People come in all different shapes and sizes and if you marvel at how a 200 plus pound person can model bathing suites, the answer is simple, they are not hung up on how others will look at them – great body image – excellent self-esteem.
Our hats are off to Dr. Harvey Karp! On page 59 of a wonderful book called “The Happiest Toddler on the Block,” Dr. Karp shares a table of “Labels that Hurt – Descriptions that Help,” which depicts the very fundamentals of re-framing. How we can build our children’s self-esteem, just by being aware of the language we are using and what words actually inspire.
He points out that when a child appears to be bossy, they may be destined to leadership. He promotes the idea that most words we use which have negative connotations such as “hyper” can be easily replaced with their positive counter parts such as “energetic or passionate”. A very negative “nosy” is quite an endearing “curious”.
His list continues but instead of posting it here, I challenge you to add a comment of your favourite one word re-frames.
See the comment below to get you started!
Around five years ago, my life started to fall together beautifully. I had free time to enjoy myself, lived in a nice place, had the career I’d worked so hard to achieve, everyone I loved was safe and healthy and I had fallen in love with the person to whom I would eventually marry. This was a complete 180° turn from where my life had been just a few short years before. So, as everything calmed, myself and my G.P. could not figure out why I had developed these bed-drenching, wake-up-to-wring-out-your-pajamas, finger-pruning, night sweats.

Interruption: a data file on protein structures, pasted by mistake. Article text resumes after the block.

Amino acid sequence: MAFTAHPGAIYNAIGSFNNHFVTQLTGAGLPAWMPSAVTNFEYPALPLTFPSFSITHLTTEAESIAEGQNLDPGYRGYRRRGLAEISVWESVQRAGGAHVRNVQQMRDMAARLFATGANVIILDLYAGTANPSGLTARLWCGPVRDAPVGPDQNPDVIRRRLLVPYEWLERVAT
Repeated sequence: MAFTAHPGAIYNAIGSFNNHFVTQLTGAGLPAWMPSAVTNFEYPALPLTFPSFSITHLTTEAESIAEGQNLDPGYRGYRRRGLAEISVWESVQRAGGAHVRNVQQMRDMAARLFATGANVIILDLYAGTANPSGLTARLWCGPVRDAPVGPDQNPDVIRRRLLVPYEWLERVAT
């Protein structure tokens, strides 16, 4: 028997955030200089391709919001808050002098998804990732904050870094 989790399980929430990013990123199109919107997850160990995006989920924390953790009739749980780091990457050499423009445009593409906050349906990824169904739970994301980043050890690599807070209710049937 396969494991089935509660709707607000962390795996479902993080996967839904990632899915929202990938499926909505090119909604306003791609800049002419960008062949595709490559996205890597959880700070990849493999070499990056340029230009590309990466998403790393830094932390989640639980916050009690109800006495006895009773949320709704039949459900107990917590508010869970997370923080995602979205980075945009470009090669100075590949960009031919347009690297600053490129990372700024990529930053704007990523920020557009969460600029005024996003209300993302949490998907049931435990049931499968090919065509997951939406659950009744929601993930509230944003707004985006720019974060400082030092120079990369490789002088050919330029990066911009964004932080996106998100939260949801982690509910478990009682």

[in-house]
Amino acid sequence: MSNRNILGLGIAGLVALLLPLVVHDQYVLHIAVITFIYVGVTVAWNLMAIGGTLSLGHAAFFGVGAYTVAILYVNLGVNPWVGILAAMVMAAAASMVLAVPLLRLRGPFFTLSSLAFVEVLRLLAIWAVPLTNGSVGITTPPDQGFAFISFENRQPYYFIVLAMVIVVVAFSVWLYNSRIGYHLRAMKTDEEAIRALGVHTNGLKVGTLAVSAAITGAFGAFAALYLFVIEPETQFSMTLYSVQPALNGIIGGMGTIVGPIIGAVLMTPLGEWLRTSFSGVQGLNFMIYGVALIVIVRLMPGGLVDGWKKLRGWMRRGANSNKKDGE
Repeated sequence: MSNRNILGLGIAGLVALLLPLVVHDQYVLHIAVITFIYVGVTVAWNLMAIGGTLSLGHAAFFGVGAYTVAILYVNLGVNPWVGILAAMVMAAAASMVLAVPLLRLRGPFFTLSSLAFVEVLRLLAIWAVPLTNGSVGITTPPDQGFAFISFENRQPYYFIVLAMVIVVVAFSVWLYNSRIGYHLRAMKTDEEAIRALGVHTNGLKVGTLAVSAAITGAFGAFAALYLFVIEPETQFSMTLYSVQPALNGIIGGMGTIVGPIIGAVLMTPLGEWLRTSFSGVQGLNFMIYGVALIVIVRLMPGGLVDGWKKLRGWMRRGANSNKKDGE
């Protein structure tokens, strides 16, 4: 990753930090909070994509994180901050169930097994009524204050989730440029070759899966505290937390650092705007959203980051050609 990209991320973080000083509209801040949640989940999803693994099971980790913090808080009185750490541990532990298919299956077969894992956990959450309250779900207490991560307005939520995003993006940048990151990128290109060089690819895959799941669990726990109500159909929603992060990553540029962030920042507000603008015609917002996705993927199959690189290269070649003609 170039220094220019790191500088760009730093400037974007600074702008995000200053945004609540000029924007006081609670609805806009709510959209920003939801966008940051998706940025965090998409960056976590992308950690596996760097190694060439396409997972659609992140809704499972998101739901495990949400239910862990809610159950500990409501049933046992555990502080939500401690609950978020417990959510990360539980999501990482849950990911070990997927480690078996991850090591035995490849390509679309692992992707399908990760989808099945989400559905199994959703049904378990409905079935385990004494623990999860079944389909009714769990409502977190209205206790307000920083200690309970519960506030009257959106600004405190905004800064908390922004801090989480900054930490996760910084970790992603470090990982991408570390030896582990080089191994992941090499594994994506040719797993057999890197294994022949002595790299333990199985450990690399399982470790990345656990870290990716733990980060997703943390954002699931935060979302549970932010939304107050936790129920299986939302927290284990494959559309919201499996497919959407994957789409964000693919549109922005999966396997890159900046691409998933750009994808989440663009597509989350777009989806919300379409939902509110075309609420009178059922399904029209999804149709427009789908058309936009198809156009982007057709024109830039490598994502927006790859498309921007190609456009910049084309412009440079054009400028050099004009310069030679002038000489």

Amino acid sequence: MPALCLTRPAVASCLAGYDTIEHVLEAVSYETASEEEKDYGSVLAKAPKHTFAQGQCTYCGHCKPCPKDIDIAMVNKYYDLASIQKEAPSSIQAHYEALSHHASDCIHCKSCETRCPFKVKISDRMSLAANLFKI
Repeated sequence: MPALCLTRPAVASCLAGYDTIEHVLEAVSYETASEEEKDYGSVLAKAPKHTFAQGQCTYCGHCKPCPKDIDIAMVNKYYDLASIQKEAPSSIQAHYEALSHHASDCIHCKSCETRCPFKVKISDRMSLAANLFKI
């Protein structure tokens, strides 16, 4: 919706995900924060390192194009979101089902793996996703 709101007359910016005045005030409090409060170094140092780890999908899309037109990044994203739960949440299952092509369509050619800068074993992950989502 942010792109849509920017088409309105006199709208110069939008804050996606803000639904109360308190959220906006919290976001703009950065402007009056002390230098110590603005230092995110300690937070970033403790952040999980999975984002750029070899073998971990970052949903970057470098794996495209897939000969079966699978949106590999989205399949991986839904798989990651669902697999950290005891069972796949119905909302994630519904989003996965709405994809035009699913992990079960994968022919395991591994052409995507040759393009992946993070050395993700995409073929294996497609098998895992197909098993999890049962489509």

My Dr. ran every test he could think of. I was too young for menopause, my thyroid was working fine, no allergies… all my numbers were good. We were stumped and his only suggestion was to look at my mental state. Was I anxious? Depressed?
Heeding my Doctor’s advice, I set myself up with a counselor who then referred me to a psychologist. Everything was so good in my life, I really had nothing to stress over. The night sweats continued and I grew more frustrated (and thoroughly grossed out!) Enter the Counselling Hypnotherapist.
I started seeing a hypnotherapist and after some explanation of what PTSD (post traumatic stress disorder) actually looked like and a few weeks of sessions, the night sweats stopped. I went back once or twice over the next few months, then eventually never again.*
Things I did not know about hypnotherapy until my first visits with Bev at On Track Hypnotherapy:
The good news is, by working with your subconscious and conscious mind to sort out the issue, remove negative or limiting beliefs and make positive new suggestions, your mind and body can be healed!
Visit Bev Berg CHT at othypnotherapy.com to learn more!
*I have been back to the hypnotherapist since, but for more fun things like hypnobirthing, which, by the way, I highly, HIGHLY recommend.